The EU and UK have embarked on an intensified final phase of Brexit talks today after Britain agreed to lift its block on negotiations. The breakthrough came after a call between the EU’s chief Brexit negotiator Michel Barnier and his British counterpart David Frost, with both sides agreeing to restart talks. Negotiations had been deadlocked since last week because of Prime Minister Boris Johnson’s decision to demand a “fundamental” rethink from the bloc before allowing further meetings.
Mr Barnier and Lord Frost agreed on a 10-point plan for this “next and final phase of the negotiations”, including working through weekends and establishing a “small joint secretariat” “to hold a master consolidated text”.
However, a Downing Street spokesperson said “it is clear that significant gaps remain between our positions in the most difficult areas”, such as fisheries and the level playing field.
Mr Johnson had criticised a statement adopted by EU leaders at a summit last week that called on the UK “to make the necessary moves to make an agreement possible”, saying there was no point continuing talks if all concessions needed to come from the British side.
In an exclusive interview with Express.co.uk, though, Brexiteer and former Ukip MP Douglas Carswell suggested that there is an area Britain could easily compromise in to reach a deal.
He said: “It may be possible to do a phased deal on fisheries
“It may be possible to say ‘it is an adjustment process for everyone, so let’s phase the arrangement over a period of three to four years.
“I think most British eurosceptics would accept that if the end goal was national sovereignty and if we got there in a way respectful to the environment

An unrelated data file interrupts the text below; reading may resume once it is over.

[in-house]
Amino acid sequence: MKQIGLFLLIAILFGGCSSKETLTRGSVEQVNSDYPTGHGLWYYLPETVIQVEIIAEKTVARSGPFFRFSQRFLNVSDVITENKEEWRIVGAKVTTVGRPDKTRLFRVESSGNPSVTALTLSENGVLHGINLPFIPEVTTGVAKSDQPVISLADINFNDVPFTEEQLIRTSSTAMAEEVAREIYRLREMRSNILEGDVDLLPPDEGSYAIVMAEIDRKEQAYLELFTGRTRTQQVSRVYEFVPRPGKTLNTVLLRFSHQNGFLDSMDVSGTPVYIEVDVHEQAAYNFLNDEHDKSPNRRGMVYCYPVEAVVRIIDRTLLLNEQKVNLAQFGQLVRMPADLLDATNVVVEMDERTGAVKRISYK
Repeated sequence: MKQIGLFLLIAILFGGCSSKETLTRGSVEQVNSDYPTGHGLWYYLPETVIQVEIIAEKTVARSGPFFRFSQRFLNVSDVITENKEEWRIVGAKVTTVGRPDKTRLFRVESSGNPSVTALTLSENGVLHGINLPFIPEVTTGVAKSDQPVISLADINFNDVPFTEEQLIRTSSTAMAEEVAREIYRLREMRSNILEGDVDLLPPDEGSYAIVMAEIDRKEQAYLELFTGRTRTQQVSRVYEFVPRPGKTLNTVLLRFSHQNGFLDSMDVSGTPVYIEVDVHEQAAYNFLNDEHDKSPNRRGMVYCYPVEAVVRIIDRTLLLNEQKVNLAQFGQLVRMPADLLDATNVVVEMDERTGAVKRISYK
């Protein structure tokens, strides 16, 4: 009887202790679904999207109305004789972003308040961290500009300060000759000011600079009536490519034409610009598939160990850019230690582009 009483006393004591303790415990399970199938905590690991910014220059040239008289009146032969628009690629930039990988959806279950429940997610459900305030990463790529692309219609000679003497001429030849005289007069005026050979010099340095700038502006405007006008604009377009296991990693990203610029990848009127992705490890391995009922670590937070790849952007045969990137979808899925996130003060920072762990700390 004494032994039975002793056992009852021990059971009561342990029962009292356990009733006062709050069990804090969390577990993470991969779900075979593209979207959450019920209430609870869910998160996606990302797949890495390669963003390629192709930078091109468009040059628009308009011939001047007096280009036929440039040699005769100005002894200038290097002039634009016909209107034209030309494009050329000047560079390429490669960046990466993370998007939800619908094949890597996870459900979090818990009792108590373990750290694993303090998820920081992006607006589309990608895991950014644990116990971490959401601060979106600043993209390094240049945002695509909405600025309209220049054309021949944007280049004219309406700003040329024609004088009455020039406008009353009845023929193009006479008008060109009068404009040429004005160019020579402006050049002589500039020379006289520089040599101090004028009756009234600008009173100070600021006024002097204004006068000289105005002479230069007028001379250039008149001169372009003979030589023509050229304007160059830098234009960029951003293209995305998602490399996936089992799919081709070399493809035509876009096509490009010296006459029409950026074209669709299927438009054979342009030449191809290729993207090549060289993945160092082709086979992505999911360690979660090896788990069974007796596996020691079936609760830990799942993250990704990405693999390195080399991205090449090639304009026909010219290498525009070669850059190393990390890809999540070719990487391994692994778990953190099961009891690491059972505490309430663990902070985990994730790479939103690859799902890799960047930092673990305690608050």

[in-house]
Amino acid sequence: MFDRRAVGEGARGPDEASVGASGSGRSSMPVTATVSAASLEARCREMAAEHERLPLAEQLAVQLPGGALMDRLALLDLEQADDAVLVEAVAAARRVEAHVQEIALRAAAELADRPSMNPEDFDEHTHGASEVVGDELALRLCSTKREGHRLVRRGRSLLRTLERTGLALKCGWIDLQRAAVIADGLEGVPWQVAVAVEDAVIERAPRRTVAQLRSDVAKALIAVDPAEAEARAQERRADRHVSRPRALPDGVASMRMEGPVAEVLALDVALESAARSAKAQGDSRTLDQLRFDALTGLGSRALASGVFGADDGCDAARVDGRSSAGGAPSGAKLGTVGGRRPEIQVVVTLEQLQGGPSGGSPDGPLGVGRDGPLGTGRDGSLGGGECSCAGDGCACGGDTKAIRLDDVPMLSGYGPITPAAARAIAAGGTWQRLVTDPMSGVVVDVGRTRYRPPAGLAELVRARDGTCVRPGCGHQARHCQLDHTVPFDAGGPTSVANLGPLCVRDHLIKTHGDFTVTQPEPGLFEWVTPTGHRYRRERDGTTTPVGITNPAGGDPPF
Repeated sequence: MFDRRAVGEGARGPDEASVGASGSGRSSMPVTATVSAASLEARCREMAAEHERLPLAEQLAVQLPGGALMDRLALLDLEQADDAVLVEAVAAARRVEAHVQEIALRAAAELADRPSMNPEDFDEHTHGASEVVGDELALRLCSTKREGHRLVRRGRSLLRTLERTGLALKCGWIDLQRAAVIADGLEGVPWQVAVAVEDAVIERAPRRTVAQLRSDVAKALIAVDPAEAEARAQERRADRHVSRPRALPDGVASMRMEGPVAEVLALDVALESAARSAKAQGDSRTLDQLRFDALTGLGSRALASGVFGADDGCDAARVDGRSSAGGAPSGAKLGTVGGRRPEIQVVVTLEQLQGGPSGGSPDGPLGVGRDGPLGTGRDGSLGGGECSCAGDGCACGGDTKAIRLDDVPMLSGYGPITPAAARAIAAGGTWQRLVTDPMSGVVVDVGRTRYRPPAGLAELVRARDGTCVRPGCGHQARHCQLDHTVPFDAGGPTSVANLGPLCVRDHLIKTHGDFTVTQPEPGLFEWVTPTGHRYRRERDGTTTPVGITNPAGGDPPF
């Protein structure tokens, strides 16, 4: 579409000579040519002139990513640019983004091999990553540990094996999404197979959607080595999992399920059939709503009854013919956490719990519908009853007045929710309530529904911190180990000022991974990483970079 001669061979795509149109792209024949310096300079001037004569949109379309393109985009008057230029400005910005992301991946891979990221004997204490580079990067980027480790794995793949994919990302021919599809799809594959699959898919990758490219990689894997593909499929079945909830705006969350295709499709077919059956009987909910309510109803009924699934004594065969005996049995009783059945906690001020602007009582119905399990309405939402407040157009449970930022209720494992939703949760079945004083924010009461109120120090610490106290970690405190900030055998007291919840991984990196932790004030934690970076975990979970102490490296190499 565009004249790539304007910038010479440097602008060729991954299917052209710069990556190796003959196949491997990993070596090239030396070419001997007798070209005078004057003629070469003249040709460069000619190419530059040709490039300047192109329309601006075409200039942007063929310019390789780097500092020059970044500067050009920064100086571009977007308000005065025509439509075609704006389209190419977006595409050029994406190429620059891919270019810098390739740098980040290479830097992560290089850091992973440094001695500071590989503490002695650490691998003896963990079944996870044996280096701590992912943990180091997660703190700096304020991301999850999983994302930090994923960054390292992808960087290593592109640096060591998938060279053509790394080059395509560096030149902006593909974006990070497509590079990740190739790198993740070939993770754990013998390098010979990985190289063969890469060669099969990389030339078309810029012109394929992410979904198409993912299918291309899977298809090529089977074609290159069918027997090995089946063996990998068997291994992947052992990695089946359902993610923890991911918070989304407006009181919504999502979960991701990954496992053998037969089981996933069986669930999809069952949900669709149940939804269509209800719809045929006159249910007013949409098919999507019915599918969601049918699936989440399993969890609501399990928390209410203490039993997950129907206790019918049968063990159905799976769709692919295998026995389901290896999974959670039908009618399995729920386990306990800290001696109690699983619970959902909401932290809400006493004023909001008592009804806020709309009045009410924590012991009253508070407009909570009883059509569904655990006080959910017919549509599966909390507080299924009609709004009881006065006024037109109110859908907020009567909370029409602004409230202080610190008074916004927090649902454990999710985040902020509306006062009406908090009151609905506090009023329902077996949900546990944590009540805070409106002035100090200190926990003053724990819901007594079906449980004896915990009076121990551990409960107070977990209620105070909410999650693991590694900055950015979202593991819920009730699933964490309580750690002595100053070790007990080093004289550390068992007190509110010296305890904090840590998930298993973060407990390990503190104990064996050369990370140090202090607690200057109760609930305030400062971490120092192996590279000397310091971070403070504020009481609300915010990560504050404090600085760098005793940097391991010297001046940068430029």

“It could be done in a phased way, yes.
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“That’s a perfect acceptable position to find common ground with France.”
Before the negotiations on a future trade deal between the UK and Brussels even started, the French government made it clear to Mr Barnier that he had to push for stronger commitments on regulatory alignments and access to UK fishing waters in return for maintaining free trade.
Ever since the 2016 EU referendum, French President Emmanuel Macron has been championing the bloc’s fisheries demands.
In 2018, he suggested that if the UK was unwilling to compromise in negotiations on fishing, then talks on a wider trade deal would have been slow.
In February, the Frenchman claimed he was willing to put up a fight over the issue. He appears to have kept his word.
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As he arrived at a summit of EU leaders in Brussels today, he said: “In no case shall our fishermen be sacrificed for Brexit.
“If these conditions are not met, it’s possible we won’t have a deal. If the right terms can’t be found at the end of these discussions, we’re ready for a no-deal for our future relations.”
According to Brussels sources, at the beginning of October the UK did offer a three-year transition period for European fishing fleets to allow them to prepare for the post-Brexit changes as part of an 11th-hour deal sweetener.
The catches of EU fishermen would be “phased down” between 2021 and 2024 to offer time for European coastal communities to adapt to the changes.
The idea of a phase-down period had been floated previously but details had not been provided until recent days.
However, the news immediately angered the British fishing industry, with the head of the National Federation of Fishermen’s Organisations warning that anything which smacked of “Common Fisheries Policy-lite” would be “unacceptable”.
In a letter to the UK’s chief negotiator David Frost, the head of the Scottish Fishermen’s Federation (SFF), Elspeth Macdonald, added it was “imperative at this crucial stage that the UK remains steadfast”, noting: “Anything given away now will never be regained.”